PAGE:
Director: Matt Reeves
Starring: Gary Oldman, Keri Russell, Andy Serkis
Running time: 130 mins
UK release date: 17 July 2014
This is post-apocalypse for adults. It is ill-suited for the immature, but not in the tawdry sense of being sexually illicit or obscenely violent (the film is quite family-friendly). Rather, it is ill-suited in a more robust sense of clothes a size too large: its themes are things to grow into.
Whereas many films concerning the end of the world entertain an adolescent idea of revolution – that it is complete when the present powers are overthrown – Dawn of the Planet of the Apes remembers the deeper meaning of revolution, which is a coming full circle. Its dramatic vision is not one of shaking off, as it were, the oppressive yoke of parenthood, but of growing up and taking it on.
Too often, the cataclysmic end of civilisation in fiction functions as merely a fantasy about a certain kind of freedom. It is a freedom from constraints, from impositions, from all those annoying social antecedents which crowd our lives and seem to limit who we might become. In our increasingly interconnected world, an epic infrastructural meltdown seems to open up a frontier for self-actualisation unimpeded by other people. Struggling along without cable television, cruise control or air conditioning, these narratives suggest, is simply the price I pay for becoming whomever I want.
But this film suggests otherwise. It does not present a brave new world where rugged individuals work the land in isolated self-sufficiency, but where people huddle together and form new families in the remains of crumbling cities. The world is almost empty around them, yet they still cram together in a single building in abandoned San Francisco. The world they knew has ended, and has brought them low enough to see something foundational: that the best sort of life, and the best sort of freedom, happens, paradoxically, amidst enduring commitment.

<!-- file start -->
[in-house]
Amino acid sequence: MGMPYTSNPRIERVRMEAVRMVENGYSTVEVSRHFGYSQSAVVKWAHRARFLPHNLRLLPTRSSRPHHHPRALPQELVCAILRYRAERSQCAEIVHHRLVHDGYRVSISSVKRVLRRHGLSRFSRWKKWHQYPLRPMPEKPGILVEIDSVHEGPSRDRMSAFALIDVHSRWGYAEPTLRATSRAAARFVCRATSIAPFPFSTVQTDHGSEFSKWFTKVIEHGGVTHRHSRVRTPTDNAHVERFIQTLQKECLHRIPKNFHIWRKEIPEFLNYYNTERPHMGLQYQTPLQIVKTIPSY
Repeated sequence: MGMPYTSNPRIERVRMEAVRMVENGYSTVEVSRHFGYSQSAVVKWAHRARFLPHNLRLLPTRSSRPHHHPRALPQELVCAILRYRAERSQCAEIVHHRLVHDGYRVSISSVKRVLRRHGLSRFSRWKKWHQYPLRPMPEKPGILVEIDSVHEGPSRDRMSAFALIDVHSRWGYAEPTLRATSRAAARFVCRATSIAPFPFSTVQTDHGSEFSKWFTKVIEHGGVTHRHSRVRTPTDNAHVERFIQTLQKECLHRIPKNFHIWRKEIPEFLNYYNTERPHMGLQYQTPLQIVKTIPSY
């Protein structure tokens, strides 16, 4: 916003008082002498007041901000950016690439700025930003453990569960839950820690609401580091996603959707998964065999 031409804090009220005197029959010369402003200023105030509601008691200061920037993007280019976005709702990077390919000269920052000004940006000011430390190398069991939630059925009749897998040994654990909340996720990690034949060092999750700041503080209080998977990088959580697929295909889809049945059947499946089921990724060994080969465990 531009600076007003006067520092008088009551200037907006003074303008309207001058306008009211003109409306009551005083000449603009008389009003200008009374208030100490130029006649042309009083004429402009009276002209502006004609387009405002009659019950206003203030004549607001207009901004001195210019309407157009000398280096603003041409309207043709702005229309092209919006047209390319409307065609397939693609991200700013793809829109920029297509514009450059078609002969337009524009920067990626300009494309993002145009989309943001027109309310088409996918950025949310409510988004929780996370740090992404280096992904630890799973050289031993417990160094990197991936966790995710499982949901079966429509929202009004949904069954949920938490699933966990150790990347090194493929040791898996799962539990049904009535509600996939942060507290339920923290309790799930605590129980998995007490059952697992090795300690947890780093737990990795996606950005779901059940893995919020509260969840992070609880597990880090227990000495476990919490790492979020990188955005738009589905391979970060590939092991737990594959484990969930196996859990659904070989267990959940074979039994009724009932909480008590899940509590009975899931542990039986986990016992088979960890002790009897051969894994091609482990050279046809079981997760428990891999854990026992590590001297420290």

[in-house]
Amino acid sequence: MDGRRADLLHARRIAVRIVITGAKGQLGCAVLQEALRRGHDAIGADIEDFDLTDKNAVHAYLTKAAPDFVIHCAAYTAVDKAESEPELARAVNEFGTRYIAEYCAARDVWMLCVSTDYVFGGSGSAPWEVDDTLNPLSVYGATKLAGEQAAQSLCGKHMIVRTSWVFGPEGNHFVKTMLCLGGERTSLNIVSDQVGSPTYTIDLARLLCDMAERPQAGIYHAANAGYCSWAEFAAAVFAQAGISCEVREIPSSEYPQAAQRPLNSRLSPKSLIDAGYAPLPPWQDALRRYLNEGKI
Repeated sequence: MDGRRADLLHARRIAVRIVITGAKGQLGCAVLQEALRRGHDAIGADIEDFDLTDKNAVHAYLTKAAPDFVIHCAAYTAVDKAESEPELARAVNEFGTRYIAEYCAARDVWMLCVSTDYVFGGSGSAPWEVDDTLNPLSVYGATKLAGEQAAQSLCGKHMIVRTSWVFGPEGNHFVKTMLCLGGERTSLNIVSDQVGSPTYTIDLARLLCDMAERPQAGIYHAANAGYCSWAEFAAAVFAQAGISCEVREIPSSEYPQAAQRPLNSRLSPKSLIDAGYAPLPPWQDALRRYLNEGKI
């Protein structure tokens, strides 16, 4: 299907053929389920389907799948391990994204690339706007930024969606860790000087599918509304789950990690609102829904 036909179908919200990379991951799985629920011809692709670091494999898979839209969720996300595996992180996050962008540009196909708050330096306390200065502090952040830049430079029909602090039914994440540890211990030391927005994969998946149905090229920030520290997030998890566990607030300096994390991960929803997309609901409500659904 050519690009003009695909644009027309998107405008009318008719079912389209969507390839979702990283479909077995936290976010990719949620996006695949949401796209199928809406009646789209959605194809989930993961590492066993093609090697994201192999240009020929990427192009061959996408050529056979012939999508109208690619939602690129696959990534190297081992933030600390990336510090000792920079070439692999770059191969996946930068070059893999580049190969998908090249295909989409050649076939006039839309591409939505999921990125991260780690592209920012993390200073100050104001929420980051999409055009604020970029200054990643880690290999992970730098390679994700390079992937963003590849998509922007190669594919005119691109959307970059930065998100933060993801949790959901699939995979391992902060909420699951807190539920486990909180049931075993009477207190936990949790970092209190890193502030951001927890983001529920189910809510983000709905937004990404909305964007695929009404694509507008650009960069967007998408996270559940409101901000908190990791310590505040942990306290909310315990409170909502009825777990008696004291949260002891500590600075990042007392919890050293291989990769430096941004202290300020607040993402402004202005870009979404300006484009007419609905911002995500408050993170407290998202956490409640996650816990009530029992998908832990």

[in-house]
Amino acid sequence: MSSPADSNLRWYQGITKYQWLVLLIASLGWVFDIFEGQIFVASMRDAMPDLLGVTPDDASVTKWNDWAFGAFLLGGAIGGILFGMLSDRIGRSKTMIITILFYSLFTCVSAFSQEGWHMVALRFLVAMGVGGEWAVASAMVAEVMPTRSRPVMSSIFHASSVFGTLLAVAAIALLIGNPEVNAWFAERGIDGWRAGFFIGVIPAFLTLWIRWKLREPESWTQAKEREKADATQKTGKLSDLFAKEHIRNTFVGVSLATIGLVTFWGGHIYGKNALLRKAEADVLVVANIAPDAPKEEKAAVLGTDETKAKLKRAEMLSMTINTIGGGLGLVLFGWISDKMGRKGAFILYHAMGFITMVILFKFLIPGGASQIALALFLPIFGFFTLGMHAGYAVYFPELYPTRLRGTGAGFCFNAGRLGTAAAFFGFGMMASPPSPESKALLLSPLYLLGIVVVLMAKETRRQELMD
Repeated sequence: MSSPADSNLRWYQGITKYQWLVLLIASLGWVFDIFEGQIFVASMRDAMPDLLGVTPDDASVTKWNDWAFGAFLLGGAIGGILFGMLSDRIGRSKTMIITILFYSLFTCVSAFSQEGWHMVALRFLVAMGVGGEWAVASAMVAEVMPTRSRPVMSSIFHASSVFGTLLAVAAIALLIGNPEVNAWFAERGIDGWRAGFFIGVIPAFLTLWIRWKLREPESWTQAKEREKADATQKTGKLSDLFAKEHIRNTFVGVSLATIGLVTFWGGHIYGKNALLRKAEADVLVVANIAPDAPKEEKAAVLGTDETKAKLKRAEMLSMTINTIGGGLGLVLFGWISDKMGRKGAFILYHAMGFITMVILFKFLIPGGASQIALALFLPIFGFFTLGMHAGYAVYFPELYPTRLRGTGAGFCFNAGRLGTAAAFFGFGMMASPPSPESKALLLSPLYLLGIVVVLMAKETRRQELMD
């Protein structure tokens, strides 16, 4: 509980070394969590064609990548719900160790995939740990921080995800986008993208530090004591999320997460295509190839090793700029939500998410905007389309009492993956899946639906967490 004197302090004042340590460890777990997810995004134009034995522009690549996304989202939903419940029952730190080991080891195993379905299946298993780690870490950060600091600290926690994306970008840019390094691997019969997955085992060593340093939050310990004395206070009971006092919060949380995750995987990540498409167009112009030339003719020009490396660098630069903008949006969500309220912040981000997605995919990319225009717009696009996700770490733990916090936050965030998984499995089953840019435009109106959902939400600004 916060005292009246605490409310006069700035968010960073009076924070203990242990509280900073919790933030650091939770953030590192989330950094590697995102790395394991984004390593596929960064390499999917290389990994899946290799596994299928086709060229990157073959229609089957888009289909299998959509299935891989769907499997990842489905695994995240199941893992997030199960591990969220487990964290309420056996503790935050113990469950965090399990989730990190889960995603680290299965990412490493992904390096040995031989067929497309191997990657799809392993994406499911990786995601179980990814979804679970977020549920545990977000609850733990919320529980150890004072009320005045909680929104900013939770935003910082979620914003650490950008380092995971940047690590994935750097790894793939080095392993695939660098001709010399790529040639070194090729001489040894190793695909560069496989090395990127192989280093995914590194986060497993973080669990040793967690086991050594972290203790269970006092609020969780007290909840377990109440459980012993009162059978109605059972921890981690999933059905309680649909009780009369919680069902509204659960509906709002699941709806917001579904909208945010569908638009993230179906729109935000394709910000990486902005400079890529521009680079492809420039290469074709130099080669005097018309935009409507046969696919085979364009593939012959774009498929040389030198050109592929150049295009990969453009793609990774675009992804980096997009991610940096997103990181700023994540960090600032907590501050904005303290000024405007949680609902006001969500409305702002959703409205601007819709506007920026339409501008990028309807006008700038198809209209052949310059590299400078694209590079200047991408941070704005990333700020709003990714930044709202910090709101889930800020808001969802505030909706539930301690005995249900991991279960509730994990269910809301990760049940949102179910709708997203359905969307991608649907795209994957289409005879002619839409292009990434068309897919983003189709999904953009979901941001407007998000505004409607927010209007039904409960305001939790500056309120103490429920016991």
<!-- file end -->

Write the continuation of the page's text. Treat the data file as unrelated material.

Interestingly, this insight is embodied most forcibly in the figure of a four-foot chimpanzee. He is Caesar, leader of the genetically-enhanced apes who share all the characteristics of human persons such as conscience and elementary speech, and in the ten years since the closing events of Rise of the Planet of the Apes he has overseen the establishment of a veritable simian civilisation. Its monkeys ride horses, organise hunting parties and systematically instruct their young in ethical principles, primary among them, ‘ape not kill ape’.
When a human expedition crosses the rusting Golden Gate Bridge and enters ape country, however, things get complicated. Caesar’s son is shot, and his people clamour for war. Yet with a glance at his nursing wife and newborn infant, he signs a silent question: ‘but how many apes will die?’ His concept of justice is not a shallow one of destroying problems, but a more fundamental one of doing what is necessary for cultivating lives. He feels bound by his commitments to his family and to his people, and it is these, not any triumphant feats in battle, which form the substance of his heroism. In a simple yet elegant image, it is this ape that shows a desperate humanity what it means to be a man.
Concluding on a technical note, the film is a marvel of CGI. Although the actual graphics do not especially wow, one cannot but be impressed by their scale. Computer-animated animals of all sorts riot continually across the screen in a sheer exuberance of integrated animation, whose entertainment value rises head and shoulders above 1970s actors crouching in gorilla suits. The new directorship of Matt Reeves (Cloverfield) has also upped the ante – to an estimated $170 million, and it shows – in a franchise that is now standing strongly on its own back legs.